Cambridge, Mass. - September 15, 2009 - Marc Melitz, an economist who specializes in international trade theory and has worked on the development of trade models that account for differences in productivity between firms, has been named professor of economics in the Faculty of Arts and Sciences at Harvard University, effective July 1, 2009.
Melitz was formerly associate professor of economics and international affairs at Princeton University. Prior to being on the faculty at Princeton, Melitz was John and Ruth Hazel Associate Professor of Economics at Harvard from 2005 to 2006. Melitz joined the Harvard faculty in 2000 as assistant professor of economics, and was named associate professor in 2004.
“Professor Melitz is an outstanding and accomplished scholar who has already proven with his namesake model that he has much to contribute to the field of international trade,” says Stephen Kosslyn, dean of social science in FAS. “I am delighted that he will return to the Harvard faculty to continue his scholarly inquiry and teaching as a member of the Department of Economics.”
The Melitz model considers differences in productivity among firms, and helps to explain variations in export and foreign direct investment patterns. The model is now widely used in the field of international trade, and was first published in an article by Melitz in the journal Econometrica.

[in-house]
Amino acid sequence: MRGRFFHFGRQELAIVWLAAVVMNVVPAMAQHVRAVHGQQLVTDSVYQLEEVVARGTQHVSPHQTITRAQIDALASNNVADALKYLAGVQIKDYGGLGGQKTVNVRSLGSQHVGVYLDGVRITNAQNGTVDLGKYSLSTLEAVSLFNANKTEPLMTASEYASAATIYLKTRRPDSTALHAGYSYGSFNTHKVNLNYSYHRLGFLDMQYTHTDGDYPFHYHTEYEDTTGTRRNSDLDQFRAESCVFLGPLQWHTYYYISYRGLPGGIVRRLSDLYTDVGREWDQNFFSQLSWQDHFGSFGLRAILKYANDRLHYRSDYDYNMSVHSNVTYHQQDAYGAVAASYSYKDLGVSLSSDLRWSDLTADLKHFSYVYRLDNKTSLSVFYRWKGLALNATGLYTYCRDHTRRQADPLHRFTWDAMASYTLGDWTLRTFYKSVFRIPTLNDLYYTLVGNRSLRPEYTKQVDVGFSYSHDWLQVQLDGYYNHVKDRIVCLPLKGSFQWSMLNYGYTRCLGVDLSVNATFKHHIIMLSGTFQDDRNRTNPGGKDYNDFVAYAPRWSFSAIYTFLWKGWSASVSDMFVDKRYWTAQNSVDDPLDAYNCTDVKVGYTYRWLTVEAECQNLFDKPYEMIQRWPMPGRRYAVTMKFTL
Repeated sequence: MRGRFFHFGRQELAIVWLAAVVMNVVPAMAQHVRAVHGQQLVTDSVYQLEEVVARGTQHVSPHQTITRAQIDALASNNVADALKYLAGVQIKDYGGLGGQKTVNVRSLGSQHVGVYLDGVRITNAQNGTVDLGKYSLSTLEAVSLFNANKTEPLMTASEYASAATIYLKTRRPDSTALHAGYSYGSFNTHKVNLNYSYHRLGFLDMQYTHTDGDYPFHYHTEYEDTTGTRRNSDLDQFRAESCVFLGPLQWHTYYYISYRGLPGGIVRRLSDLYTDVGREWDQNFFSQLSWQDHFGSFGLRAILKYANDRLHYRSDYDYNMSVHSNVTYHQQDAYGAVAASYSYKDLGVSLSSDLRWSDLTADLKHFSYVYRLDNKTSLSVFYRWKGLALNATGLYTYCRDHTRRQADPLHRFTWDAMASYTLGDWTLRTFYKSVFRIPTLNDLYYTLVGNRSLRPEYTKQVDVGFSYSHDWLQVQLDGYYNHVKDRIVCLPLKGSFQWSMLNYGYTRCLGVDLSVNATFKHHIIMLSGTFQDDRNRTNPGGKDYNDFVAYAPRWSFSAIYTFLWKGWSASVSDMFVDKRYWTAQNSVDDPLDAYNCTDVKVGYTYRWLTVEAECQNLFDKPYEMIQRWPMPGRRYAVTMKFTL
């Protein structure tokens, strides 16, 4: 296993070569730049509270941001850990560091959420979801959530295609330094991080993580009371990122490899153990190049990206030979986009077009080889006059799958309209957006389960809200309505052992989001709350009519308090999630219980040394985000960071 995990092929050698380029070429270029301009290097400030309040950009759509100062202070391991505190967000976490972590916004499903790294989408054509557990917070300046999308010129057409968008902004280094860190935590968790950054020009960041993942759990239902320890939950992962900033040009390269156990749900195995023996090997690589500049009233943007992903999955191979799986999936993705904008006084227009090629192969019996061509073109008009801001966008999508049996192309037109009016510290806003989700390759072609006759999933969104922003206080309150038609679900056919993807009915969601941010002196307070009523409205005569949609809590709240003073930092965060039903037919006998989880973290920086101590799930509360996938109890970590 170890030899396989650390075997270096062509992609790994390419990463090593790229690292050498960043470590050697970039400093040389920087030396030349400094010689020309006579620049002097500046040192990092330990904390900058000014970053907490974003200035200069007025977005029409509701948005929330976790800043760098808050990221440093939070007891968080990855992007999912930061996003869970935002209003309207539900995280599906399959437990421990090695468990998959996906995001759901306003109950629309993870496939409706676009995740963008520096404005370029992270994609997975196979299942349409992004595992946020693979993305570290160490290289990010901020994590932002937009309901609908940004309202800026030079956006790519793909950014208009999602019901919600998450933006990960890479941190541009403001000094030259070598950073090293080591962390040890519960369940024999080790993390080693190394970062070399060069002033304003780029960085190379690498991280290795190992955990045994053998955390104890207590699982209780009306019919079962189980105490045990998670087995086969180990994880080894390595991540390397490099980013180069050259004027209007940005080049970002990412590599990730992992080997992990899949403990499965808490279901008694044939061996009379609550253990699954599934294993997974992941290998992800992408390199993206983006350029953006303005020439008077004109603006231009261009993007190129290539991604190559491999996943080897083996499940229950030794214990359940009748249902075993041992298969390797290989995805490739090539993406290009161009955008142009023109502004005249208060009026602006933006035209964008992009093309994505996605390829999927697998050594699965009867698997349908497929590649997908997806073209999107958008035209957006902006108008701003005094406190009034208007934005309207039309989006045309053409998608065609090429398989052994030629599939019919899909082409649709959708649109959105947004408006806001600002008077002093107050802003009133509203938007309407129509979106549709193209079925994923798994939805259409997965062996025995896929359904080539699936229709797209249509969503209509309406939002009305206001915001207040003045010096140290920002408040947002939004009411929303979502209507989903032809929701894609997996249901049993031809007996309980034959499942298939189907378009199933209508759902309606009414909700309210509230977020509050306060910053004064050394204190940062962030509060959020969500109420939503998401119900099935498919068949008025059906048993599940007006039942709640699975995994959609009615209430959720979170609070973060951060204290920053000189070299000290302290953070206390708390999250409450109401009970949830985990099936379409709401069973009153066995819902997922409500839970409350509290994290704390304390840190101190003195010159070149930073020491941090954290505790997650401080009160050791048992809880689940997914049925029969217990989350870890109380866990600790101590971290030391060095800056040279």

In this work, Melitz showed how only a subset of more productive firms choose to export to other countries, while firms with intermediate productivity serve the domestic market. The least productive firms cannot compete and exit. In this way, international trade generates a shift in output from low productivity firms to high productivity firms. The model has become a cornerstone of trade theory, and has implications for investment patterns and trade policies.
Melitz’s subsequent scholarly work has built upon the Melitz model. In a paper in the American Economic Review co-authored with Elhanan Helpman and Stephen Yeaple, Melitz extended the model to account for foreign direct investment. In a joint paper with Fabio Ghironi published in the Quarterly Journal of Economics, he embedded the model into a macroeconomic model examining the movement of international relative prices and exchange rates across countries.
Melitz received his M.A. in 1997 and Ph.D. in 2000, both in economics, from the University of Michigan. In 1992, he received an M.S.B.A. in Operations Research from the University of Maryland School of Business and Management. He received his B.A. in mathematics from Haverford College in 1989.
Melitz is associate editor of the Journal of International Economics and Economic Journal, a foreign editor for the Review of Economic Studies, and is a research fellow at the Center for Economic Policy Research and a faculty research fellow with the National Bureau of Economic Research. He was elected fellow of the Econometric Society in 2008, and was an Alfred P. Sloan Research Fellow from 2005 through 2009. His research has been funded by the National Science Foundation, the Weatherhead Center for International Affairs, and the Alfred P. Sloan Foundation.